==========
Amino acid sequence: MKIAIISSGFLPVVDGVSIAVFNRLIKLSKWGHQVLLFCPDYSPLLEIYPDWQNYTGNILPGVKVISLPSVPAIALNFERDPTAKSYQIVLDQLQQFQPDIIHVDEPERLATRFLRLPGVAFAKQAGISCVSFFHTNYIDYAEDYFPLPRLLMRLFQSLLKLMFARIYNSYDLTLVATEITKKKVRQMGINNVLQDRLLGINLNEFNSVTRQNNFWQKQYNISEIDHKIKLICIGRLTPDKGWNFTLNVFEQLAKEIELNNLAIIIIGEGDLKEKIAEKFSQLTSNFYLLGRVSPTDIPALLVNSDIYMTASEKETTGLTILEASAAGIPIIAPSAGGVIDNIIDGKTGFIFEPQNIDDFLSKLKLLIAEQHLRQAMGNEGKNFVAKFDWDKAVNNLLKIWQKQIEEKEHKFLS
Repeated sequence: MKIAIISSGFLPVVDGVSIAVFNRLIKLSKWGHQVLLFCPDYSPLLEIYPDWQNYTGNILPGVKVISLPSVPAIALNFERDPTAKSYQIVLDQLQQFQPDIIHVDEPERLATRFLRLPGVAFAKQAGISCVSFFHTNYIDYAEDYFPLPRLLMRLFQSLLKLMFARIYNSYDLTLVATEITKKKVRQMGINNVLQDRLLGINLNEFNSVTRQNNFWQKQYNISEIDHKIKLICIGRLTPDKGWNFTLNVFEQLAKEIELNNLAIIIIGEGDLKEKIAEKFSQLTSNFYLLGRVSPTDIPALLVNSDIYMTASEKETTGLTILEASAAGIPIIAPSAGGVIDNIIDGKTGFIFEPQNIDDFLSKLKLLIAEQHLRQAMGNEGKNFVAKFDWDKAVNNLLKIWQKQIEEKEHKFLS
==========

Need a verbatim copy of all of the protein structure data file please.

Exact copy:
Amino acid sequence: MKIAIISSGFLPVVDGVSIAVFNRLIKLSKWGHQVLLFCPDYSPLLEIYPDWQNYTGNILPGVKVISLPSVPAIALNFERDPTAKSYQIVLDQLQQFQPDIIHVDEPERLATRFLRLPGVAFAKQAGISCVSFFHTNYIDYAEDYFPLPRLLMRLFQSLLKLMFARIYNSYDLTLVATEITKKKVRQMGINNVLQDRLLGINLNEFNSVTRQNNFWQKQYNISEIDHKIKLICIGRLTPDKGWNFTLNVFEQLAKEIELNNLAIIIIGEGDLKEKIAEKFSQLTSNFYLLGRVSPTDIPALLVNSDIYMTASEKETTGLTILEASAAGIPIIAPSAGGVIDNIIDGKTGFIFEPQNIDDFLSKLKLLIAEQHLRQAMGNEGKNFVAKFDWDKAVNNLLKIWQKQIEEKEHKFLS
Repeated sequence: MKIAIISSGFLPVVDGVSIAVFNRLIKLSKWGHQVLLFCPDYSPLLEIYPDWQNYTGNILPGVKVISLPSVPAIALNFERDPTAKSYQIVLDQLQQFQPDIIHVDEPERLATRFLRLPGVAFAKQAGISCVSFFHTNYIDYAEDYFPLPRLLMRLFQSLLKLMFARIYNSYDLTLVATEITKKKVRQMGINNVLQDRLLGINLNEFNSVTRQNNFWQKQYNISEIDHKIKLICIGRLTPDKGWNFTLNVFEQLAKEIELNNLAIIIIGEGDLKEKIAEKFSQLTSNFYLLGRVSPTDIPALLVNSDIYMTASEKETTGLTILEASAAGIPIIAPSAGGVIDNIIDGKTGFIFEPQNIDDFLSKLKLLIAEQHLRQAMGNEGKNFVAKFDWDKAVNNLLKIWQKQIEEKEHKFLS